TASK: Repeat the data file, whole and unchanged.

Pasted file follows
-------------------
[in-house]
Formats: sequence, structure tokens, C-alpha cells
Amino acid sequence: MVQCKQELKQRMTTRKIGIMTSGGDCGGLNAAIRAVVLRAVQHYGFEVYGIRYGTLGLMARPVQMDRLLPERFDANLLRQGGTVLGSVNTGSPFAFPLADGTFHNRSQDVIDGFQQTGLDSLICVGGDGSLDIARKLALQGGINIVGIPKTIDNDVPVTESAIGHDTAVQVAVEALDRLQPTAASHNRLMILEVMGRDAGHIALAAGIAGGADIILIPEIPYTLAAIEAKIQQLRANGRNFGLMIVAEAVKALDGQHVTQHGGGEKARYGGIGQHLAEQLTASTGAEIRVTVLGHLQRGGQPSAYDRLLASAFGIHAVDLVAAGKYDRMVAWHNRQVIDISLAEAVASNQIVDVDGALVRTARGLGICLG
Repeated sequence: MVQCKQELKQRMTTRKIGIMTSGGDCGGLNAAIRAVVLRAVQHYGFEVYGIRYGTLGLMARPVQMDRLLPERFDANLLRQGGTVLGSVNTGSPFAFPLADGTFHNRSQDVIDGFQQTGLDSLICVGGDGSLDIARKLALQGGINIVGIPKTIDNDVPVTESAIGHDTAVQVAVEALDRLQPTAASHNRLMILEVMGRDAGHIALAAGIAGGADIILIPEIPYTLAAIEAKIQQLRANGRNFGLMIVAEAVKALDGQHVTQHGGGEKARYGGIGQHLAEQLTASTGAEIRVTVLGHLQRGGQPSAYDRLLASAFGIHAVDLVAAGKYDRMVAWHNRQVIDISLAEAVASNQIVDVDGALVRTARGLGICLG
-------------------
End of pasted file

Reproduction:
[in-house]
Formats: sequence, structure tokens, C-alpha cells
Amino acid sequence: MVQCKQELKQRMTTRKIGIMTSGGDCGGLNAAIRAVVLRAVQHYGFEVYGIRYGTLGLMARPVQMDRLLPERFDANLLRQGGTVLGSVNTGSPFAFPLADGTFHNRSQDVIDGFQQTGLDSLICVGGDGSLDIARKLALQGGINIVGIPKTIDNDVPVTESAIGHDTAVQVAVEALDRLQPTAASHNRLMILEVMGRDAGHIALAAGIAGGADIILIPEIPYTLAAIEAKIQQLRANGRNFGLMIVAEAVKALDGQHVTQHGGGEKARYGGIGQHLAEQLTASTGAEIRVTVLGHLQRGGQPSAYDRLLASAFGIHAVDLVAAGKYDRMVAWHNRQVIDISLAEAVASNQIVDVDGALVRTARGLGICLG
Repeated sequence: MVQCKQELKQRMTTRKIGIMTSGGDCGGLNAAIRAVVLRAVQHYGFEVYGIRYGTLGLMARPVQMDRLLPERFDANLLRQGGTVLGSVNTGSPFAFPLADGTFHNRSQDVIDGFQQTGLDSLICVGGDGSLDIARKLALQGGINIVGIPKTIDNDVPVTESAIGHDTAVQVAVEALDRLQPTAASHNRLMILEVMGRDAGHIALAAGIAGGADIILIPEIPYTLAAIEAKIQQLRANGRNFGLMIVAEAVKALDGQHVTQHGGGEKARYGGIGQHLAEQLTASTGAEIRVTVLGHLQRGGQPSAYDRLLASAFGIHAVDLVAAGKYDRMVAWHNRQVIDISLAEAVASNQIVDVDGALVRTARGLGICLG